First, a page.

We white folks in Latin America need to change the way we signal cabs. We are used to cabs signaling their availability to us, by means of lighted signs on top. If they are available, and we want one, we signal them. Here in Peru, as in many other developing countries, cabs have no such indicators and instead aggressively honk at white people, all of whom are potential passengers, incapable of walking anywhere and thrilled when they have the privilege of paying three times the normal rate for a ride. You know what I’m talking about.

My proposal is that we whiteys walk around cities with signs of our own, indicating that we DO NOT want a taxi right that moment, even if we are walking down the street all by ourselves. As soon as the sign comes down, we are indicating that now we DO want a cab. The ensuing chaos for our business would present us with at least 17 taxis, some stacked on top of one another, within shouting distance of us, such that we could negotiate prices down to the lowest bidder. At the very least, we wouldn’t get honked at so incessantly.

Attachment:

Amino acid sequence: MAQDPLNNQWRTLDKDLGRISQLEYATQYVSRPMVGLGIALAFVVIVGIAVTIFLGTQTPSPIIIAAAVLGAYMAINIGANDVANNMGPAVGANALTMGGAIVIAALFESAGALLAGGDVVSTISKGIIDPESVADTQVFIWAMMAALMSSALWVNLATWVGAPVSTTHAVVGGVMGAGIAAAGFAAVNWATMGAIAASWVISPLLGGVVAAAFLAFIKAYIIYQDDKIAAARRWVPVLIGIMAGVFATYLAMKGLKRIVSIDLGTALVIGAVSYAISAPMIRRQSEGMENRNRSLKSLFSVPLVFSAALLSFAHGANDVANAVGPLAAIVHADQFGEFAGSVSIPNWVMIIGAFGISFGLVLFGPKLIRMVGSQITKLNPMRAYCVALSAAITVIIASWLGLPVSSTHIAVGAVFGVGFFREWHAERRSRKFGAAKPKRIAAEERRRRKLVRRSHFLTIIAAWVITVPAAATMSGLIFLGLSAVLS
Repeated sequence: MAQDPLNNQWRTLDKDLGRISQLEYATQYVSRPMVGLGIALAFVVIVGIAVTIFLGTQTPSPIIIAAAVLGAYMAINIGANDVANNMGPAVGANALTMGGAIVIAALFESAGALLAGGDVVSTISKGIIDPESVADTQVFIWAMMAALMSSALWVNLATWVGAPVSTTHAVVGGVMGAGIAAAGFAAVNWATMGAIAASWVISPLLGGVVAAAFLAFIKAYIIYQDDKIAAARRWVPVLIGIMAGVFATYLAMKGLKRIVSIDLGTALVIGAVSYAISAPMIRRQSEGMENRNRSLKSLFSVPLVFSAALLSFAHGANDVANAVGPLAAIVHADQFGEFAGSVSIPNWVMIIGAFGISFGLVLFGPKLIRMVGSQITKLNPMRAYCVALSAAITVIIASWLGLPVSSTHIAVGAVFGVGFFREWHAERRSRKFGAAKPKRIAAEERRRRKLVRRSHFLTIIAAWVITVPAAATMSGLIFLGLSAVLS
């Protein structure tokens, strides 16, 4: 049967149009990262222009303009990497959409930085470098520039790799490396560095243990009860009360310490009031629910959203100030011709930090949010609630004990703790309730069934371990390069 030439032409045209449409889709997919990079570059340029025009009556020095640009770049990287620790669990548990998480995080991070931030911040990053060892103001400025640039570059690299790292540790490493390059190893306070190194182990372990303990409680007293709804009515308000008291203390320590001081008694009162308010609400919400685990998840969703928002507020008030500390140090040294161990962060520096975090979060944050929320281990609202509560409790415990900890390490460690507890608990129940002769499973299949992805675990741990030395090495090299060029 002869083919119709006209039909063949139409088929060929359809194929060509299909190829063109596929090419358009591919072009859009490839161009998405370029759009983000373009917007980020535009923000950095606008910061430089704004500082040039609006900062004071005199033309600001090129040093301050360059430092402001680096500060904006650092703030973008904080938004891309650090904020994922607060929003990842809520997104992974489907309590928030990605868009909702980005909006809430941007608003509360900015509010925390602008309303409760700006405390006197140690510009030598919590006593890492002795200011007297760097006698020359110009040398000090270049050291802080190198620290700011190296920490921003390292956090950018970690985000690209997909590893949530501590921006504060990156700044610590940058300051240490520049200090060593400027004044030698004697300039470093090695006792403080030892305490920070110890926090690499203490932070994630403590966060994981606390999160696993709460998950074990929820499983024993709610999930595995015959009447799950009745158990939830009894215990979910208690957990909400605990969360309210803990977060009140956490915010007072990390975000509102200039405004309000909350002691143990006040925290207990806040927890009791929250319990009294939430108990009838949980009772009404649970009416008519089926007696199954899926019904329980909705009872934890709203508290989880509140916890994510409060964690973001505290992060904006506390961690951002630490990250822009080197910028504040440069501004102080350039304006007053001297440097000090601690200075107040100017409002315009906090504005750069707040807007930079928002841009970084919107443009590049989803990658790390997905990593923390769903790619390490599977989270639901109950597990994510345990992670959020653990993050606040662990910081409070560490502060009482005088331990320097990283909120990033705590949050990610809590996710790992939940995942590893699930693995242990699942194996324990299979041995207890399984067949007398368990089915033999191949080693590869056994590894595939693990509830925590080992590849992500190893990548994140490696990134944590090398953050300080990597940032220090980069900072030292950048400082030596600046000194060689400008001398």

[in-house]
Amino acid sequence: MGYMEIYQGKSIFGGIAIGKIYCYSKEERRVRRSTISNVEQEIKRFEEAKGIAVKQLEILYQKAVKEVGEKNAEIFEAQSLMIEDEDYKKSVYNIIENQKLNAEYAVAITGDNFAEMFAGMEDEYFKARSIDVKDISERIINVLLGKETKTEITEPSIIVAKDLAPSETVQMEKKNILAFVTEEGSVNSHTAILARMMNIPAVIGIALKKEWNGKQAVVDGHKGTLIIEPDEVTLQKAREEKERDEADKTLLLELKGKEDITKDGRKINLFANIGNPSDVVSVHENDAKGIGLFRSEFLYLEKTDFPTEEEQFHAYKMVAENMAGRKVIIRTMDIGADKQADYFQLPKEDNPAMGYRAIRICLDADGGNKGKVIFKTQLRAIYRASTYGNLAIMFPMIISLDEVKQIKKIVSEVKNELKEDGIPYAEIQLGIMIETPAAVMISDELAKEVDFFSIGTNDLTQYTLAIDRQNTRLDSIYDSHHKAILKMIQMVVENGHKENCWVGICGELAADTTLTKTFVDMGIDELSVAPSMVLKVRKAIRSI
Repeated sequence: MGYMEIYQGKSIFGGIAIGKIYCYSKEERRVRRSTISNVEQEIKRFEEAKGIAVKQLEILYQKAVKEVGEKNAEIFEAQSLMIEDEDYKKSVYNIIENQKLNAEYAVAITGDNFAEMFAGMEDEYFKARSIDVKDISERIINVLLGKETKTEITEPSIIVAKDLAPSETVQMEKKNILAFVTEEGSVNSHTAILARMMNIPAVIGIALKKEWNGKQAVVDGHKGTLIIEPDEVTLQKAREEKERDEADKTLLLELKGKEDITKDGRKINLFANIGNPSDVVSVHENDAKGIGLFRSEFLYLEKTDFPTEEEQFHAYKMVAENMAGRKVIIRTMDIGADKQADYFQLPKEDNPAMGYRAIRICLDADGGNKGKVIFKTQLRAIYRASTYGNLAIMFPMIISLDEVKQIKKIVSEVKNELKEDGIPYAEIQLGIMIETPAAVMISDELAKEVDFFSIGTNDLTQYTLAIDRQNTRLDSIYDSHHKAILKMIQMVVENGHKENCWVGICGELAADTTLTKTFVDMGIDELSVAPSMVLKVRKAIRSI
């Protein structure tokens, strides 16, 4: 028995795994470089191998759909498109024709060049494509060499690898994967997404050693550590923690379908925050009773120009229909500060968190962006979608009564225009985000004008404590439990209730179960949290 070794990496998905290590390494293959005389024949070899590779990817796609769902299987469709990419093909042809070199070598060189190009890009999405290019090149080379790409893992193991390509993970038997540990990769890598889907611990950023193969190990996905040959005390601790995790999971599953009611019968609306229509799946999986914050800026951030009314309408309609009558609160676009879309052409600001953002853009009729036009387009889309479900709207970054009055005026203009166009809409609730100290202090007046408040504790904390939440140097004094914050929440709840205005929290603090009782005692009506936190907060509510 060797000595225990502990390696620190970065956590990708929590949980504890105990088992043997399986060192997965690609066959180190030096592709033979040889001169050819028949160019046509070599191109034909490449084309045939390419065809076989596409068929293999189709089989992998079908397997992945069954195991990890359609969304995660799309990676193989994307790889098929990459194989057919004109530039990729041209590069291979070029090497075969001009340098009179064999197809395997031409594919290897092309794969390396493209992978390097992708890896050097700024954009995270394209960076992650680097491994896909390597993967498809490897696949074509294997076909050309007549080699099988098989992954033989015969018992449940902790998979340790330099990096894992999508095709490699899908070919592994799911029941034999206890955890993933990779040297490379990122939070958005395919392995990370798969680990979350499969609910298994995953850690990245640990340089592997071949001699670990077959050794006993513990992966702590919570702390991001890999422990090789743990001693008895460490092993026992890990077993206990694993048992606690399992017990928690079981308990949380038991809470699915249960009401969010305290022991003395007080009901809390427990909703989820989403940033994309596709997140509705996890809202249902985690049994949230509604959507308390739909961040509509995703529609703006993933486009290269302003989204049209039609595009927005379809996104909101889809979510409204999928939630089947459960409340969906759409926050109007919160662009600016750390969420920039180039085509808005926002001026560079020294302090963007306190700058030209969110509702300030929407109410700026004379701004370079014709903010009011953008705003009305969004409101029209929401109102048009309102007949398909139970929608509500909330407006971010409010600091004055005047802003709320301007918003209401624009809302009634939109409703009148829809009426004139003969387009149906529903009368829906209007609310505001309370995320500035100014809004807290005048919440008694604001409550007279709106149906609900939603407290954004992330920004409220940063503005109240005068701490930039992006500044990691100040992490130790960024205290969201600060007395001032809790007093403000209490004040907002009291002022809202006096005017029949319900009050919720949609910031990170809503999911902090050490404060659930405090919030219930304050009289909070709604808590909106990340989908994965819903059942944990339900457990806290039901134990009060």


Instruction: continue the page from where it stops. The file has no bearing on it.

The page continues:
A mototaxi (courtesy Wikimedia Commons)

A mototaxi (courtesy Wikimedia Commons)

This occurred to me last night when a cab saw me coming from about 100 yards away and honked and flashed his lights my entire approach. I think I saw the car vibrating in anticipation. I ended up taking a mototaxi (a classic developing world type of transport here in Peru, which is exactly what it sounds like) and I think the taxi driver may have generated an ulcer on the spot. We could have avoided that terrible medical tragedy with a better taxi system.